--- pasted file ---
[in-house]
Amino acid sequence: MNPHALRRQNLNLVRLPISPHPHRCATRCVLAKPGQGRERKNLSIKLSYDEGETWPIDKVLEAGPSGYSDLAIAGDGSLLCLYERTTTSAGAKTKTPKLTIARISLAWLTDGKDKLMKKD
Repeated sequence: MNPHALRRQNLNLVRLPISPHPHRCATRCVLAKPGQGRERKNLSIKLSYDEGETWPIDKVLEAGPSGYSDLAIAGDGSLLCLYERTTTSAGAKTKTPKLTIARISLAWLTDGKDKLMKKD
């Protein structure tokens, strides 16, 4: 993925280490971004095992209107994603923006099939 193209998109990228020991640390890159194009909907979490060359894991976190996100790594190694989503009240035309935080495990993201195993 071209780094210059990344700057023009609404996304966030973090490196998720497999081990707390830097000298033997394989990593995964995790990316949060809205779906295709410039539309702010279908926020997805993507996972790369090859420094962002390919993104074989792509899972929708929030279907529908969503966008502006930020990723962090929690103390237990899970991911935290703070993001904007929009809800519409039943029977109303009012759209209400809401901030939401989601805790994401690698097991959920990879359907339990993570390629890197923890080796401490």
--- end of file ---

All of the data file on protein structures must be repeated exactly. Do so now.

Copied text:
[in-house]
Amino acid sequence: MNPHALRRQNLNLVRLPISPHPHRCATRCVLAKPGQGRERKNLSIKLSYDEGETWPIDKVLEAGPSGYSDLAIAGDGSLLCLYERTTTSAGAKTKTPKLTIARISLAWLTDGKDKLMKKD
Repeated sequence: MNPHALRRQNLNLVRLPISPHPHRCATRCVLAKPGQGRERKNLSIKLSYDEGETWPIDKVLEAGPSGYSDLAIAGDGSLLCLYERTTTSAGAKTKTPKLTIARISLAWLTDGKDKLMKKD
């Protein structure tokens, strides 16, 4: 993925280490971004095992209107994603923006099939 193209998109990228020991640390890159194009909907979490060359894991976190996100790594190694989503009240035309935080495990993201195993 071209780094210059990344700057023009609404996304966030973090490196998720497999081990707390830097000298033997394989990593995964995790990316949060809205779906295709410039539309702010279908926020997805993507996972790369090859420094962002390919993104074989792509899972929708929030279907529908969503966008502006930020990723962090929690103390237990899970991911935290703070993001904007929009809800519409039943029977109303009012759209209400809401901030939401989601805790994401690698097991959920990879359907339990993570390629890197923890080796401490």